If you’re getting tired of the same old, same old when it comes to taking kid’s portraits, consider staging a “re-creation” this year. Whether from your favorite book, TV show, historical event, or movie (or theirs), recreation is a terrific way to focus your creative energies, engage your kids, and end up with fantastic photos. Here are a few tips to get started:
In order to set you up for your recreation project, you must narrow down what scene you would like to recreate. For your first project, choose something simple that only requires a few pieces. Here are some places to start:
Not sure what to “replicate”? Try Pinterest, you’ll find lots of cute ideas for recreations. Once you find a scene, save a few photos and start making a list of what you’ll need: furniture, backgrounds, props, costumes, etc.
Ideally, your chosen scene includes a few readily-available props. If not, you’re going to have to spend some time at thrift stores or online to find what you need. It could be as easy as a black umbrella and pea coat, or might require furniture and other props. In a pinch, you might be able to build a few props out of painted cardboard.
If you have other mom photographers, send out a quick email to see if they have anything suitable that you could borrow. Otherwise, you might need to get a bit creative with materials and a sewing machine to be able to recreate the scene you have in mind.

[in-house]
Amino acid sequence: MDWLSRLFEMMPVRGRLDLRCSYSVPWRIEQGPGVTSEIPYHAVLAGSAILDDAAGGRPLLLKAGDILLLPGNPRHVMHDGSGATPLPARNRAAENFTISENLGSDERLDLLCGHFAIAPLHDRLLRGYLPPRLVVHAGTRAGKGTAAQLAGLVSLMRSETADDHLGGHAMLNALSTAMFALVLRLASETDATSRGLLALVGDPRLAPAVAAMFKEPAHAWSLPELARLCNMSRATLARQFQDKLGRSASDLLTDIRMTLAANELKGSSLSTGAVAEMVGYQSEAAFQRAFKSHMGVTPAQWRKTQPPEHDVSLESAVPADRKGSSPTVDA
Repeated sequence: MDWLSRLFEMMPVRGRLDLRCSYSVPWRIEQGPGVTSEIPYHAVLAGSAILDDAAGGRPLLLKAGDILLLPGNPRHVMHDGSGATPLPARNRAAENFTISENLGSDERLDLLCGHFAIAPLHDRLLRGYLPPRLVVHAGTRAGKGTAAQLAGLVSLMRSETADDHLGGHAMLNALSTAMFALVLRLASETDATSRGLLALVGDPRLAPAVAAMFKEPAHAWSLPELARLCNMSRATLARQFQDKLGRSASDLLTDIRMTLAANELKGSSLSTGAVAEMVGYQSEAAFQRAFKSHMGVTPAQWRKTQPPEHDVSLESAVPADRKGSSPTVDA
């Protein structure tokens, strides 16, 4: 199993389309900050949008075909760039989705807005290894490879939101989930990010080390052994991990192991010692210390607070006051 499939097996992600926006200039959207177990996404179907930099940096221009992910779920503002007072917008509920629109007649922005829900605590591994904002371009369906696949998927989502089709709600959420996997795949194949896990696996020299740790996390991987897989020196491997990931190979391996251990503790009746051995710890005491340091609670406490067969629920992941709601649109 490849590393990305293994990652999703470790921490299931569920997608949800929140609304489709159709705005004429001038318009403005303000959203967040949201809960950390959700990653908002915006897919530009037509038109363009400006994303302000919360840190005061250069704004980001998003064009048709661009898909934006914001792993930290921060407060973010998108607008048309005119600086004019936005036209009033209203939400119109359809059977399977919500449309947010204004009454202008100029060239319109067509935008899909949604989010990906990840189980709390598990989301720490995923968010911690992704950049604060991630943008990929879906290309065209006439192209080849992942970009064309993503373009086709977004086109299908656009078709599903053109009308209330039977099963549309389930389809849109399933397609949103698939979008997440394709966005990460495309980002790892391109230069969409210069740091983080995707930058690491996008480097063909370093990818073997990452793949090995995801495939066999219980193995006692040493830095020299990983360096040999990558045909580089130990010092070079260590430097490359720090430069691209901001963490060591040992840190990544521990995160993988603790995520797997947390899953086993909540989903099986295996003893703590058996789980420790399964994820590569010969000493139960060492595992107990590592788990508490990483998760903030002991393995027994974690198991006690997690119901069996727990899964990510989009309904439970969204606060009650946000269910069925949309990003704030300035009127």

If they’re old enough, let your kids be involved in the process. You can show them photos and they can help choose props or put together costumes. By letting your kids engage in your project you’ll have more cooperation and a better overall experience.
Depending on the scene you choose, you might need a room indoors, or somewhere outdoors to set up. Summer is an excellent time to take on an outdoor re-creation since you can reasonably expect to have a few days of dry weather for setting up, shooting, and take down. Again, you might want a bit of assistance to find a location where you are not going to disturb locals – perhaps you know someone with a large yard or field you could rent for a few days?
At a minimum you’re going to want the following:
For the best results, there are a few other pieces of equipment you might want to consider:
Finally, make sure your camera is set up to record your scene in the best possible manner. A “fast” shutter speed isn’t strictly necessary, but you do want it to be quick enough to cut any blur caused by your kids moving around (and you want them to move around, a bit). For seated shots, start with 1/100s and check for blur before moving on. If kids are up and walking, jumping, dancing, you might want to bump it up to 1/250s, just in case.
Unless you are doing straight kid’s portraits (i.e. face only), keep the aperture in the middle range (f/8, for example) so you can capture all the details.
Final tip – Take a few photos and then swap out memory cards and check on your laptop (if possible). Make sure that your settings are working for you. The last thing you want is to spend a whole day setting up and taking kid’s photos of your recreation only to find out your settings were wrong!